Please use this identifier to cite or link to this item: http://hdl.handle.net/2440/105705
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Type: Journal article
Title: Effects of prednisolone on energy and fat metabolism in patients with rheumatoid arthritis: tissue-specific insulin resistance with commonly used prednisolone doses
Author: Radhakutty, A.
Mangelsdorf, B.
Drake, S.
Samocha-Bonet, D.
Heilbronn, L.
Smith, M.
Thompson, C.
Burt, M.
Citation: Clinical Endocrinology, 2016; 85(5):741-747
Publisher: Wiley
Issue Date: 2016
ISSN: 0300-0664
1365-2265
Statement of
Responsibility: 
Anjana Radhakutty, Brenda L. Mangelsdorf, Sophie M. Drake, Dorit Samocha-Bonet, Leonie K. Heilbronn, Malcolm D. Smith, Campbell H. Thompson and Morton G. Burt
Abstract: Objective: Glucocorticoids can cause postprandial hyperglycaemia, but the effects on postprandial energy and fat metabolism are uncertain. We investigated the effects of acute and chronic low-dose prednisolone on fasting and postprandial energy expenditure and substrate metabolism. Design: An open interventional and cross-sectional study was undertaken. Patients and measurements: Eighteen patients who had not taken oral glucocorticoids for ≥6 months were studied before and after 7 days prednisolone (6 mg/day) to assess the acute effects of prednisolone. Baseline data from patients, not on glucocorticoids, were compared with 18 patients on long-term prednisolone (6·5 ± 1·8 mg/day for >6 months) to assess the chronic effects. Energy expenditure and substrate oxidation were measured using indirect calorimetry before and after a mixed meal. Adipocyte insulin resistance index and insulin-mediated suppression of NEFA were calculated from fasting and postprandial insulin and NEFA concentrations. Results: There were no significant differences in resting energy expenditure or diet-induced thermogenesis with prednisolone. Acute (-2·1 ± 6·2 vs -16·3 ± 4·8 mg/min, P = 0·01) and chronic (-1·4 ± 2·8 vs -16·3 ± 4·8 mg/min, P = 0·01) prednisolone attenuated postprandial suppression of fat oxidation. Chronic (31·6 ± 3·8 vs 17·0 ± 3·3, P = 0·007), but not acute, prednisolone increased adipocyte insulin resistance index. However, insulin-mediated suppression of NEFA was not significantly different after acute or chronic prednisolone. Conclusions: Prednisolone does not alter energy expenditure. However, even at low doses, prednisolone exerts adverse effects on fat metabolism, which could exacerbate insulin resistance and increase cardiovascular risk. Attenuated postprandial suppression of fat oxidation, but not lipolysis, suggests that prednisolone causes greater insulin resistance in skeletal muscle than in adipocytes.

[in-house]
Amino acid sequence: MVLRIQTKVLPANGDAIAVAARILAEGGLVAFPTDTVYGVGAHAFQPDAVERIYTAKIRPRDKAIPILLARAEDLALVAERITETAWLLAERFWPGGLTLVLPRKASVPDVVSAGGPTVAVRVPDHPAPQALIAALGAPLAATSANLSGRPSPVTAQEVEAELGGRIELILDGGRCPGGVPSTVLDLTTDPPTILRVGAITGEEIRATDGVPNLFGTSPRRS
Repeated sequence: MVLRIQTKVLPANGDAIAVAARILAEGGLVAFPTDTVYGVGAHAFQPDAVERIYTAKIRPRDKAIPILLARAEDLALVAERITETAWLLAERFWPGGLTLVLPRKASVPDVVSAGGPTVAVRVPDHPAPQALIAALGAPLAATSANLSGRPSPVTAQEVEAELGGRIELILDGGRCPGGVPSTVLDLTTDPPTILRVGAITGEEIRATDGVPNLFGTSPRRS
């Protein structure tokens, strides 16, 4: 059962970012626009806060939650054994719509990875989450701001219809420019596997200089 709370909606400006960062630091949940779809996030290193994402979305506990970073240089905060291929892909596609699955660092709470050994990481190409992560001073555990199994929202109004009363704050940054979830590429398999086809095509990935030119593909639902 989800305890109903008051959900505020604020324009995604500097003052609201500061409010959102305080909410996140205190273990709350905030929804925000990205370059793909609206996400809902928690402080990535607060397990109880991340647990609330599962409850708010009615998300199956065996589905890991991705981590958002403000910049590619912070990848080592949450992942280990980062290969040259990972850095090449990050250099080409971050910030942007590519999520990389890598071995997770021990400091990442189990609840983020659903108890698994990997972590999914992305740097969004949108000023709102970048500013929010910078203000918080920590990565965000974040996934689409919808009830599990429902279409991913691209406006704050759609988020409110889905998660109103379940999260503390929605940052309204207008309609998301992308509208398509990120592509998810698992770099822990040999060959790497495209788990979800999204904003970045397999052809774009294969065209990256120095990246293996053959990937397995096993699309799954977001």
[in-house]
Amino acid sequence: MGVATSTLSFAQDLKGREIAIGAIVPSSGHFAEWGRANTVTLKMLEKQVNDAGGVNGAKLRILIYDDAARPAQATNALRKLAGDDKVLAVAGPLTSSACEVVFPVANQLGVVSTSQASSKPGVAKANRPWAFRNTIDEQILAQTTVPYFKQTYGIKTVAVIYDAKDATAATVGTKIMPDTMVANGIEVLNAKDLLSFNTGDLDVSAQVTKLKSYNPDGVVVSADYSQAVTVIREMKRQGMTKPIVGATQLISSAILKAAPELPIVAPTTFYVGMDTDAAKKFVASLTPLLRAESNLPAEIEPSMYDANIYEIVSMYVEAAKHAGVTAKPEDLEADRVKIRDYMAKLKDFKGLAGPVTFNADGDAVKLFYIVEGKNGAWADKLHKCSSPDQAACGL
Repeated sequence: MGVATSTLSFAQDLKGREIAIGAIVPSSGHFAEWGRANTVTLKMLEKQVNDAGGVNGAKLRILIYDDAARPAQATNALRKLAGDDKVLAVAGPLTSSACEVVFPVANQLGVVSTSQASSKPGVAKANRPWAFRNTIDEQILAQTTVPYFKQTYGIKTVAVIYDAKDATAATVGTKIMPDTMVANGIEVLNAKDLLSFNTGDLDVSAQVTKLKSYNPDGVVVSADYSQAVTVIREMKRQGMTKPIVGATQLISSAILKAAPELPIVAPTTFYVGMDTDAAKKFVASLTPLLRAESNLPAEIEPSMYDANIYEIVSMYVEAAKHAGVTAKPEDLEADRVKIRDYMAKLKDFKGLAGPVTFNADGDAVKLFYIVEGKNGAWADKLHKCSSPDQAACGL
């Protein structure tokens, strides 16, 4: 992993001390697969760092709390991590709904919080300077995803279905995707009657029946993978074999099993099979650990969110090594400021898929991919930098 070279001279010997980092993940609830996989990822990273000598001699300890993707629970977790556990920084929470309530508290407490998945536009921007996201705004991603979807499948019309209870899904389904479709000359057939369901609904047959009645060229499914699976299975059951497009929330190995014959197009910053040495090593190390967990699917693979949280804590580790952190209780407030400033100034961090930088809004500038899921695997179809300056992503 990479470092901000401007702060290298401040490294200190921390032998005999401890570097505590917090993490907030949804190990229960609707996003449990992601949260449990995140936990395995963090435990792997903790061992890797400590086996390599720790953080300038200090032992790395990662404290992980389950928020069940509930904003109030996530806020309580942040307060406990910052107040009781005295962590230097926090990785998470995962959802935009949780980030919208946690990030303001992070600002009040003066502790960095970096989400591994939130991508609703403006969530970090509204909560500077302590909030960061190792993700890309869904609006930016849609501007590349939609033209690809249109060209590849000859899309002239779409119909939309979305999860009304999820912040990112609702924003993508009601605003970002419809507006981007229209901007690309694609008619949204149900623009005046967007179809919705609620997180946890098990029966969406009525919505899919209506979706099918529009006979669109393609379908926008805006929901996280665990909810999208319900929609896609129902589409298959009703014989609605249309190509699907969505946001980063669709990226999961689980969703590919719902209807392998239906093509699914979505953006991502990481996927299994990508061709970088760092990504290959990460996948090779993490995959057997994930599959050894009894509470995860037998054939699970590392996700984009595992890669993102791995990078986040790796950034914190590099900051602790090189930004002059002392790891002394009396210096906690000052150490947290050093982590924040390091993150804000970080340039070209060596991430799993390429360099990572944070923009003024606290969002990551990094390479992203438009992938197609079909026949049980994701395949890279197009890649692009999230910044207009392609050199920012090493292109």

Keywords: Muscle, Skeletal; Adipocytes; Humans; Arthritis, Rheumatoid; Insulin Resistance; Prednisolone; Fatty Acids, Nonesterified; Calorimetry, Indirect; Energy Metabolism; Oxidation-Reduction; Lipolysis; Thermogenesis; Aged; Middle Aged; Female; Male; Lipid Metabolism
Rights: © 2016 John Wiley & Sons Ltd
RMID: 0030049686
DOI: 10.1111/cen.13138
Appears in Collections:Molecular and Biomedical Science publications

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